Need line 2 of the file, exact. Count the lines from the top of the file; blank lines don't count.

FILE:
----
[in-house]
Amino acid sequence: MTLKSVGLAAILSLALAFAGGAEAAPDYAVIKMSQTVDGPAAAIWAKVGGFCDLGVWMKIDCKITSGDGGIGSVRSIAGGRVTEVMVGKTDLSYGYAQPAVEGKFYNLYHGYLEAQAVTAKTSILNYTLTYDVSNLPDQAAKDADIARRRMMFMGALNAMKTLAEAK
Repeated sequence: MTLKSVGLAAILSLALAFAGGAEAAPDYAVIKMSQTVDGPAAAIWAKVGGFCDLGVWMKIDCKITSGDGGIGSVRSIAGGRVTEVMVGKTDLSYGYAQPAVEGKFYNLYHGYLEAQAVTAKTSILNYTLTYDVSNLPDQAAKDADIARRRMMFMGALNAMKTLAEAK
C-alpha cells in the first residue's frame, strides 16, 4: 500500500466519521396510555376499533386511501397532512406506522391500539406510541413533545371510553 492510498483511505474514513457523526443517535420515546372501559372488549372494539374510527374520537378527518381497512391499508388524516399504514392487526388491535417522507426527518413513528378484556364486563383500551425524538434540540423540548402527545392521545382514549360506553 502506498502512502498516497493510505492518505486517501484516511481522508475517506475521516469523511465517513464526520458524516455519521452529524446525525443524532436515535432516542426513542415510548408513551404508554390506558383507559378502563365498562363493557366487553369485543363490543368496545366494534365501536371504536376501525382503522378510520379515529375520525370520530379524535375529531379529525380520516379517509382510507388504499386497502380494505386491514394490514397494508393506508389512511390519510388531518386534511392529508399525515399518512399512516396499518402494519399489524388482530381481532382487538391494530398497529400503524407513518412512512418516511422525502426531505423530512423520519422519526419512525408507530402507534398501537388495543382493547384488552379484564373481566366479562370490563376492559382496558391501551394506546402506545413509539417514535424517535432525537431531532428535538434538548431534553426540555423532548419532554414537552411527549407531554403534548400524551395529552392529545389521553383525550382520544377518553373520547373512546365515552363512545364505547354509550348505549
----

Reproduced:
Amino acid sequence: MTLKSVGLAAILSLALAFAGGAEAAPDYAVIKMSQTVDGPAAAIWAKVGGFCDLGVWMKIDCKITSGDGGIGSVRSIAGGRVTEVMVGKTDLSYGYAQPAVEGKFYNLYHGYLEAQAVTAKTSILNYTLTYDVSNLPDQAAKDADIARRRMMFMGALNAMKTLAEAK